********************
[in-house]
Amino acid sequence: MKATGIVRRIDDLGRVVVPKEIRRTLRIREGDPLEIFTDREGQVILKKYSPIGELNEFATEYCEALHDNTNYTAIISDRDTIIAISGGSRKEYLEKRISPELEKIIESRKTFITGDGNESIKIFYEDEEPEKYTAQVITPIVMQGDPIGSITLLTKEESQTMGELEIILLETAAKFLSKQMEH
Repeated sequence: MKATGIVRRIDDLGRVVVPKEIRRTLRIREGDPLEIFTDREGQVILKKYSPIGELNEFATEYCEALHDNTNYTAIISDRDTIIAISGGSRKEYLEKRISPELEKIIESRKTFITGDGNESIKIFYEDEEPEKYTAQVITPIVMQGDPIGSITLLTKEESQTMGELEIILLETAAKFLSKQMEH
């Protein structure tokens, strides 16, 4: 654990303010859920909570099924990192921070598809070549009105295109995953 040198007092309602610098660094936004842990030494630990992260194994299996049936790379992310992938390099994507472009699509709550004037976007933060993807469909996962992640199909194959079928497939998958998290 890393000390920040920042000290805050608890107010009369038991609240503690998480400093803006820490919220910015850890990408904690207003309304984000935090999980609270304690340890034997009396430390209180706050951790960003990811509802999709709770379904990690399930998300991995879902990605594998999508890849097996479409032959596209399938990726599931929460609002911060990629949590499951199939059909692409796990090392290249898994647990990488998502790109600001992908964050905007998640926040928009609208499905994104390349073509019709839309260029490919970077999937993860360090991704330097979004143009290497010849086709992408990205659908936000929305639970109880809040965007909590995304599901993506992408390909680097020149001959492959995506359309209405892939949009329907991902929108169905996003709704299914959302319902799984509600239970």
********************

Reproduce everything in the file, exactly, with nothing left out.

[in-house]
Amino acid sequence: MKATGIVRRIDDLGRVVVPKEIRRTLRIREGDPLEIFTDREGQVILKKYSPIGELNEFATEYCEALHDNTNYTAIISDRDTIIAISGGSRKEYLEKRISPELEKIIESRKTFITGDGNESIKIFYEDEEPEKYTAQVITPIVMQGDPIGSITLLTKEESQTMGELEIILLETAAKFLSKQMEH
Repeated sequence: MKATGIVRRIDDLGRVVVPKEIRRTLRIREGDPLEIFTDREGQVILKKYSPIGELNEFATEYCEALHDNTNYTAIISDRDTIIAISGGSRKEYLEKRISPELEKIIESRKTFITGDGNESIKIFYEDEEPEKYTAQVITPIVMQGDPIGSITLLTKEESQTMGELEIILLETAAKFLSKQMEH
């Protein structure tokens, strides 16, 4: 654990303010859920909570099924990192921070598809070549009105295109995953 040198007092309602610098660094936004842990030494630990992260194994299996049936790379992310992938390099994507472009699509709550004037976007933060993807469909996962992640199909194959079928497939998958998290 890393000390920040920042000290805050608890107010009369038991609240503690998480400093803006820490919220910015850890990408904690207003309304984000935090999980609270304690340890034997009396430390209180706050951790960003990811509802999709709770379904990690399930998300991995879902990605594998999508890849097996479409032959596209399938990726599931929460609002911060990629949590499951199939059909692409796990090392290249898994647990990488998502790109600001992908964050905007998640926040928009609208499905994104390349073509019709839309260029490919970077999937993860360090991704330097979004143009290497010849086709992408990205659908936000929305639970109880809040965007909590995304599901993506992408390909680097020149001959492959995506359309209405892939949009329907991902929108169905996003709704299914959302319902799984509600239970």